As films go, there aren't many as controversial as Mathieu Kassovitz's 'La Haine' (Hate). It is a perennial favourite of mine which has been causing waves since its release in 1995. I only discovered it in 2007, and have been making up for lost time since.
It is the story of a day in the lives of three friends - Vinz, Saïd, and Hubert - following some rioting on their housing estate in which their friend Abdel is brutally beaten by a policeman and now lies in a comatose state in hospital. In the mêlée Vinz finds a lost gun belonging to a policeman, and vows to 'whack a pig' (kill a policeman) if Abdel dies in hospital. A simple enough storyline of urban youth discontent, crime and violence. Except there is so much more at play, for La Haine is loosely based on the true story of Makome M'Bowole, a Zairean who died in police custody from racist maltreatment by policemen. At the time, Kassovitz, fresh from his directional debut of the film 'Métisse' was said to have wondered how one could live in a society where you begun the day alive, and ended up dead at the hands of no less a people than the police who were meant to protect. So he took the story and moulded it into his own, in what would become one of the most talked about films in French cinema history and beyond.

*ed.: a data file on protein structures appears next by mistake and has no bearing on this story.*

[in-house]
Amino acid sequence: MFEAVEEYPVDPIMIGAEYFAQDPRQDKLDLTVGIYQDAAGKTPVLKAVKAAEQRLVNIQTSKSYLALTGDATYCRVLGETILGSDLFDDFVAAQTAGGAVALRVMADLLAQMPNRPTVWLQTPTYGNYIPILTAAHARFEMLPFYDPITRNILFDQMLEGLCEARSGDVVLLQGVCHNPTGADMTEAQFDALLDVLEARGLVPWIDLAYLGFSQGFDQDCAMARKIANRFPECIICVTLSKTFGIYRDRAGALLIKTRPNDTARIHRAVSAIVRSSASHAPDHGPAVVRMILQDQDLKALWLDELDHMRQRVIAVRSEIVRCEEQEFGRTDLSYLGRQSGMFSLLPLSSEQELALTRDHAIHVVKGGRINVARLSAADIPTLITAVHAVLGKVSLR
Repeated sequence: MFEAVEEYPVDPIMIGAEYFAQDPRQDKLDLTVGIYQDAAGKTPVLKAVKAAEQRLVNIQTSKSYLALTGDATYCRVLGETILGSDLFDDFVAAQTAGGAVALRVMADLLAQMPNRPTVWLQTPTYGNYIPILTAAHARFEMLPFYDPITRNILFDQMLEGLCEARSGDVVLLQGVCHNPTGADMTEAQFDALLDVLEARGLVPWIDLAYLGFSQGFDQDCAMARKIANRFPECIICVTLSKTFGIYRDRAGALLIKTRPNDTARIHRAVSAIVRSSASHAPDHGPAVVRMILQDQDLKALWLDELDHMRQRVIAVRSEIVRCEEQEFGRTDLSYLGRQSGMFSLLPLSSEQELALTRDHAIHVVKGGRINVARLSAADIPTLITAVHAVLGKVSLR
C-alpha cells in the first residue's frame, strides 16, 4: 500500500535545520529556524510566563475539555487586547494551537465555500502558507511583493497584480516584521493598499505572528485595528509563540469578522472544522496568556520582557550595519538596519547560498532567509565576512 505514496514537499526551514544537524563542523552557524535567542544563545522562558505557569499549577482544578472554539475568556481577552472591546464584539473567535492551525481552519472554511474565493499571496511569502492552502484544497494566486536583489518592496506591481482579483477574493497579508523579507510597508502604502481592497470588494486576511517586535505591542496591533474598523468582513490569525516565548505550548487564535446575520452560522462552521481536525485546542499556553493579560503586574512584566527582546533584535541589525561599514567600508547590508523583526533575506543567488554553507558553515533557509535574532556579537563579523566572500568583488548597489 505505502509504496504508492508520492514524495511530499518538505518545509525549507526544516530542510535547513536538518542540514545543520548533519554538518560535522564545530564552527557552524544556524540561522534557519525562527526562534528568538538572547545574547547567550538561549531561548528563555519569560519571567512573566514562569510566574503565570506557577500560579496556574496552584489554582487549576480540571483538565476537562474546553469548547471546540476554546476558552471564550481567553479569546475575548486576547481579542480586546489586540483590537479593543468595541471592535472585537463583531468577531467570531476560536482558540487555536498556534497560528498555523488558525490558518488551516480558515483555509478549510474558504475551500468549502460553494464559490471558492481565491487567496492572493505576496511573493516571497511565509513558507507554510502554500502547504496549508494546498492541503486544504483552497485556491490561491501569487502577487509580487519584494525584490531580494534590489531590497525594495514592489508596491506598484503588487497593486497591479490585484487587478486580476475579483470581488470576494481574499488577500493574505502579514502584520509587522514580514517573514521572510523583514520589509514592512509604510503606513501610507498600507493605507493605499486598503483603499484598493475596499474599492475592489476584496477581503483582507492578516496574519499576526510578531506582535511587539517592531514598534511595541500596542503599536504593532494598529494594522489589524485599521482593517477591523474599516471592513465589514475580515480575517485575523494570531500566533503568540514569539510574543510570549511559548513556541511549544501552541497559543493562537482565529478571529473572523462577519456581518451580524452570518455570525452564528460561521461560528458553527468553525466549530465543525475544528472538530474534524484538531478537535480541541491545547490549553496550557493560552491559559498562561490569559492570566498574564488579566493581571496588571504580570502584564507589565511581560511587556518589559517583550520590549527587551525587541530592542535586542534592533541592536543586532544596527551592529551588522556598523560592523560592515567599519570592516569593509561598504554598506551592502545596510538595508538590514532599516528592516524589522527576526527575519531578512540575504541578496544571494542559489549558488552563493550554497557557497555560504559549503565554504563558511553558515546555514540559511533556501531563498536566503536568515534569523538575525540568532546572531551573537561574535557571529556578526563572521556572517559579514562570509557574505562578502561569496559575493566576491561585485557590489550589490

I see parallels of La Haine in today's society, particularly where young people are concerned. There is an undercurrent of hate for, and in the system. There is an escalating level of teenage gang crime particularly in London, often with violent clashes between rival gang members in the 'postcode wars'; there is a yawning gap between the rich and the poor; a sickening horror of poverty and degradation; alienation of young people from their families; simmering anger and barely concealed hatred of the youth who the 'system' has failed...and the list goes on and on.
At the height of the financial crisis when I still naively assumed that it was something that was happening in the City (the financial heart of London) and therefore one that I wouldn't be touched by, I would have been hard-pressed to give an example of how the crisis affects the common man. Now I don't have to look far for them - from the mother whose child benefits are about to be slashed, through to the nine year old whose community club faces closure from lack of government support, to the student who is saddled with debts the size of Russia which hang like an albatross around the neck, whilst facing a bleak job marketplace which is experiencing a record high of graduate unemployment.
I'd still be playing the naïve fool if I thought all was dandy with the economy. Because of course whatever the turn of the economy, other sectors like health, education, transport, right down to the family, the most basic unit of any society, feel the knock- on effect. The government scissors are out, and the cutting is definitely in.
And even though I STILL do not completely understand any talk of budget and deficit cuts - perhaps I really should search for a book titled 'The economy explained in simple English for Dummies' - I wonder: are we a society in freefall? How will we land?